A majority of California voters want state lawmakers to aggressively address an ever-worsening housing crisis, even if that means strong-arming uncooperative local governments, according to a new poll.
But given the Legislature’s recent track record, they’re probably in for a disappointment.
A new survey from the Public Policy Institute of California found that 57 percent of likely voters (and 62 percent of all adults) favor a policy that would force local governments to allow denser development “near mass transit and job centers.” That includes half of all the homeowners surveyed, a powerful constituency in the Capitol who are often presumed to oppose zoning reform.
But the odds of the Legislature meeting that demand this year are virtually nonexistent. A bill by to do so by San Francisco’s Sen. Scott Weiner was quietly shelved in the Assembly appropriations committee last month.
The poll found similar-sized majorities of Californians want the state to get even tougher: They favor withholding from cities and counties new state transportation dollars raised from a gas tax increase, unless those local governments approve a certain amount of new housing.
“Housing is viewed as a crisis by the public, and they’re looking for bold action,” said Mark Baldassare, president of the institute. “And from the Legislature, so far, they’re getting inaction more than action.”
He added that he didn’t “think it’s necessarily a coincidence” that disapproval of the Legislature among likely voters came in at 53 percent among likely voters, up 10 percentage points from the institute’s January poll.
Decisions about how many homes are built, where and under what conditions have traditionally been made by local governments in California. But for decades, the state has failed to produce enough housing to meet demand, which many blame on local obstructionism. As housing costs reach crisis levels, that guiding principle of “local control” seems to be falling out of favor.
The League of California Cities, which argues that locally elected officials are still best positioned to make land use decisions for their communities, doesn’t seem worried about the poll result.
“Voters overwhelmingly trust and want local elected officials making important decisions about the type and location of housing in their communities,” said Carolyn Coleman, the League’s executive director, in a statement. “Furthermore, voters have told us they want transportation funds dedicated to cities to fixing local roads.”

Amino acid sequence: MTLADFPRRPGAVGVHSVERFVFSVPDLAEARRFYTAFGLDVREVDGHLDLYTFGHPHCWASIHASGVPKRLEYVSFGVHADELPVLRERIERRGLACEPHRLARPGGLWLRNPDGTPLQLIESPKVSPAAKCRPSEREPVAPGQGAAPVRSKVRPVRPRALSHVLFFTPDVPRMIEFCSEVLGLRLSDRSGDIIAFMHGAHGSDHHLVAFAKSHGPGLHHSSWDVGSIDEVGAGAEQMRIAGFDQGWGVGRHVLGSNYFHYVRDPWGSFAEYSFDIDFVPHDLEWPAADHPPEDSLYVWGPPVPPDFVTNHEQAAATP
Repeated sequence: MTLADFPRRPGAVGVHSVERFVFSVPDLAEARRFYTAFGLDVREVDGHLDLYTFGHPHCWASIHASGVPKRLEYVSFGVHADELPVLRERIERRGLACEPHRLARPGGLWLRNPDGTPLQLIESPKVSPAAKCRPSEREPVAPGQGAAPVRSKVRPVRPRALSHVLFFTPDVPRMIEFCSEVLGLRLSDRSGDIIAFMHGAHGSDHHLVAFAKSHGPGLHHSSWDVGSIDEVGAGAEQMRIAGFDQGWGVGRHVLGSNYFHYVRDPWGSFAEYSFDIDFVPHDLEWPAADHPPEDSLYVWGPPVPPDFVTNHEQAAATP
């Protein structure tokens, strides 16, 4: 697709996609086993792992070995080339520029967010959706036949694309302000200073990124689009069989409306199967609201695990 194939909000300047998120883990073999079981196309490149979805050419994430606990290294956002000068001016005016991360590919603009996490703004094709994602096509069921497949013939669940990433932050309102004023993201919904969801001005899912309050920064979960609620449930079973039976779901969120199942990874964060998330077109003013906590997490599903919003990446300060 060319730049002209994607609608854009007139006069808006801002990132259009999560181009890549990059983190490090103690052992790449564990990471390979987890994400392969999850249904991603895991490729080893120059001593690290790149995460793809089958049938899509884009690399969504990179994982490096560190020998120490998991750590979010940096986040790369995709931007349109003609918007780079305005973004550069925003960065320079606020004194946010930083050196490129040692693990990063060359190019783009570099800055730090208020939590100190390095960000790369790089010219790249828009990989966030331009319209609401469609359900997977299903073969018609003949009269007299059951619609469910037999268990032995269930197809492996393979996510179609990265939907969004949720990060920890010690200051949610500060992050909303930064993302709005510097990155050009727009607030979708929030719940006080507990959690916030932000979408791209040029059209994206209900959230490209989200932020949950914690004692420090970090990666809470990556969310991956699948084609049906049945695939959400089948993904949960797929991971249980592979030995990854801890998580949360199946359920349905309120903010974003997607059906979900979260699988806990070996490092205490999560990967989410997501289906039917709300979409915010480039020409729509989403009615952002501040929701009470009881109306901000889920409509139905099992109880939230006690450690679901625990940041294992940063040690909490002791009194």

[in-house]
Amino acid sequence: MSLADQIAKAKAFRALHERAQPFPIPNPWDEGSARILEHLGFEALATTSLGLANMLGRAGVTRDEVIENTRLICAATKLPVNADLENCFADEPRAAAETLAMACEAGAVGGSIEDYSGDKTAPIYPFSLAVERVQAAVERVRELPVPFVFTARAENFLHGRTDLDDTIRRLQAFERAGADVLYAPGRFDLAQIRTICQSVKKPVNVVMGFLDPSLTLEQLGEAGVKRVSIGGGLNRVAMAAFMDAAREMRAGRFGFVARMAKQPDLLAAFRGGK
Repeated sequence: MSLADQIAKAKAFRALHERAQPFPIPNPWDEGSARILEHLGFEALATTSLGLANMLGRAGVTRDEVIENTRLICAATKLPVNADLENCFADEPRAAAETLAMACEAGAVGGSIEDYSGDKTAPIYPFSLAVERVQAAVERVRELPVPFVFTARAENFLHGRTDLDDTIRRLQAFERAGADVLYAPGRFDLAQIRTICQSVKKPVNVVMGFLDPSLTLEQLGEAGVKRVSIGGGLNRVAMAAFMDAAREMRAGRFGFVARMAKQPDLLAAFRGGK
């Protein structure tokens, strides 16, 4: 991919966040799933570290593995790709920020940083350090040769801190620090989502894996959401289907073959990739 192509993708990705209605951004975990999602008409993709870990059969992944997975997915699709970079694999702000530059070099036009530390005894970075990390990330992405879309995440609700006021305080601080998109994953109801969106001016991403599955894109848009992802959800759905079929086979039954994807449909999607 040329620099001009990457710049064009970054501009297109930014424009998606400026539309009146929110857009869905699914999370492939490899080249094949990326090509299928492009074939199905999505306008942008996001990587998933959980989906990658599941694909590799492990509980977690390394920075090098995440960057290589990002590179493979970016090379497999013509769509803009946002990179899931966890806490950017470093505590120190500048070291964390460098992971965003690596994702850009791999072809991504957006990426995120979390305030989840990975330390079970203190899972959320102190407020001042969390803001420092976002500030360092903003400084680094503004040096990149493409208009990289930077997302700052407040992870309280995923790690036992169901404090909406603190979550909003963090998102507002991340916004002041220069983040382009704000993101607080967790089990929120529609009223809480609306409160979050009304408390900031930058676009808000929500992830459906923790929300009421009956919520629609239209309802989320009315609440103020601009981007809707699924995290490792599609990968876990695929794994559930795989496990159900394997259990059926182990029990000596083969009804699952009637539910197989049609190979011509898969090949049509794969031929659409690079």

Groups that want the state to take a stronger hand to boost building saw today’s poll as proof that voters are on their side.
Californians “understand that there is a housing shortage, and they understand that the solution to a housing shortage is to build more homes,” said Matthew Lewis, a spokesperson for California YIMBY (the pro-development “Yes In My Backyard” group). “At some point, someone is going to have to (ask) the question: Is it our political leaders who are wrong about the housing crisis or is it the majority of Californians?”
One telling data point in the poll may help explain the disconnect. Asked the question “Does the cost of your housing place a financial strain on you and your family today,” 52 percent of adults said yes. But when the institute included only likely voters, that number dropped to 45 percent.
The poll found a lack of support for loosening the California Environmental Quality Act, the environmental law that applies to the construction of new buildings and infrastructure, as a way to address the housing shortage. Though every major candidate for governor in 2018 supported at least tinkering with the law, only 39 percent of likely voters and 47 percent of adults are on board.
In non-housing related news, the survey reported that two-thirds of Democrats in California believe Congress should begin impeachment proceedings against President Donald Trump. That’s on par with how Democrats across the country feel (60 percent told a Harvard CAPS / Harris poll that not only should proceedings begin, but that Trump should be removed from office). But it does put them at odds with other California voters. Impeachment proceedings have the backing of just 35 percent of voters without party affiliation, and a mere 9 percent of state Republicans.
That places Democratic candidates, hoping to appeal both to the party faithful in the newly relevant California primary and the broader electorate, in a tough position, said Baldassare.
“It speaks to the challenges of the candidates in this election in trying in some ways to both be Hillary Clinton and Bernie Sanders at the same time,” he said.
CALmatters.org is a nonprofit, nonpartisan media venture explaining California policies and politics.